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# CH 1 - Chapter1 BasicTerminology Learning objectives After...

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Chapter 1 Basic Terminology Learning objectives After reading this chapter, the student will be able to: 1. Define mechanics, biomechanics, and kinesiology and differentiate among their uses in the analysis of human movement. 2. Define and provide examples of linear and angular motion. 3. Define kinematics and kinetics. 4. Explain the difference between relative and absolute reference systems. 5. Define sagittal, frontal, and transverse planes along with corresponding anteroposterior, mediolateral, and longitudinal axes. Provide examples of human movements that occur in each plane. 6. Explain degree of freedom and provide examples of degrees of freedom associated with numerous joints in the body. 7. Describe the location of segments or landmarks using correct anatomical terms, such as medial, lateral, proximal, and distal. 8. Identify segments by their correct name, define all segmental movement descriptors, and provide specific examples in the body.

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Qualitative Nonnumerical Based on direct observation Equipment not necessary Focus on time and space Examples: Rotation of femur during  golf swing Adduction of humerus  during freestyle swim Quantitative Numerical Based on data collected Equipment necessary Focus on forces Examples: Stress on shoulder during  baseball pitch Compression force on  femur during landing
Core Areas of Study Biomechanics vs. Kinesiology Biomechanics was defined by the American Society of Biomechanics (1)  as “the application of the laws of mechanics to animate motion.” Another  definition proposed by the European Society of Biomechanics (2) is “the  study of forces acting on and generated within a body and the effects of  these forces on the tissues, fluid, or materials used for the diagnosis,  treatment, or research purposes.” kinesiology as the scientific study of human movement can be an umbrella  term used to describe any form of anatomical, physiological, psychological,  or mechanical human movement evaluation.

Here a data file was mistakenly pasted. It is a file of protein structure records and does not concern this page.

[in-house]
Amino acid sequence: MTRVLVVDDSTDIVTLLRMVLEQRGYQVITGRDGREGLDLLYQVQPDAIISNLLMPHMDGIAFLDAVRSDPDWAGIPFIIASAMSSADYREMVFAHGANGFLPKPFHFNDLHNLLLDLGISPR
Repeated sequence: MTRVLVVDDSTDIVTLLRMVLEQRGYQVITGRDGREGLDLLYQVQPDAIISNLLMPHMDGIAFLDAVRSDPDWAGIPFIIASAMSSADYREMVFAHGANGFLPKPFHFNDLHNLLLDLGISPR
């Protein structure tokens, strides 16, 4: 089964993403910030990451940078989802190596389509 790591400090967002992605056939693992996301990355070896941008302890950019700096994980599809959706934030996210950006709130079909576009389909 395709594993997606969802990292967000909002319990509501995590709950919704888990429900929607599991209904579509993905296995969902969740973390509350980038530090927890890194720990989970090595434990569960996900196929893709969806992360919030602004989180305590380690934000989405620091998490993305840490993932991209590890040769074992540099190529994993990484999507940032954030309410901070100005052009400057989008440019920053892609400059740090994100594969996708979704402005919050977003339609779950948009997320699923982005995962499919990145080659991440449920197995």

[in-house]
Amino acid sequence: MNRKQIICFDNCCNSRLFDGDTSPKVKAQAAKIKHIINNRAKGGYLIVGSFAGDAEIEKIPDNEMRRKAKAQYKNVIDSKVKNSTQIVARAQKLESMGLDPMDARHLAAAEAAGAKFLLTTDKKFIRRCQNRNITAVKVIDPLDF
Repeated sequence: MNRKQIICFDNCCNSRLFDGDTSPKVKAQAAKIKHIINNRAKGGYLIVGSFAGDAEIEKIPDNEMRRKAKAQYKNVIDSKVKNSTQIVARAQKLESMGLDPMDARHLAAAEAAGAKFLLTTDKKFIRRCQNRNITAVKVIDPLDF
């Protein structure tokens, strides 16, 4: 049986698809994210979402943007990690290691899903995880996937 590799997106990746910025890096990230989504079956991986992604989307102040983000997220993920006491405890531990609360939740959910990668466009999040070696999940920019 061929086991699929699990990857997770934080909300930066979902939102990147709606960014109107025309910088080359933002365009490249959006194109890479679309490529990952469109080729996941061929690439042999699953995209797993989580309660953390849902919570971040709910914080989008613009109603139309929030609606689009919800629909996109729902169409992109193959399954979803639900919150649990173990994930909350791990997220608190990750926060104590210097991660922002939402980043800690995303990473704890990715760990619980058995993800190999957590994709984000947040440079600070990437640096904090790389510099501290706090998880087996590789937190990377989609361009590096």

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Biomechanics vs. Kinesiology Kinesiology:  Scientific study of human movement Anatomical, physiological, psychological, biomechanical Biomechanics: Application of mechanics to biological systems More specific than kinesiology Core Areas of Study
Biomechanics vs. Kinesiology Anatomy vs. Functional Anatomy Anatomy, the science of the structure of the body, is the base of  the pyramid from which expertise about human movement is  developed. Functional anatomy is the study of the body components needed  to achieve or perform a human movement or function.

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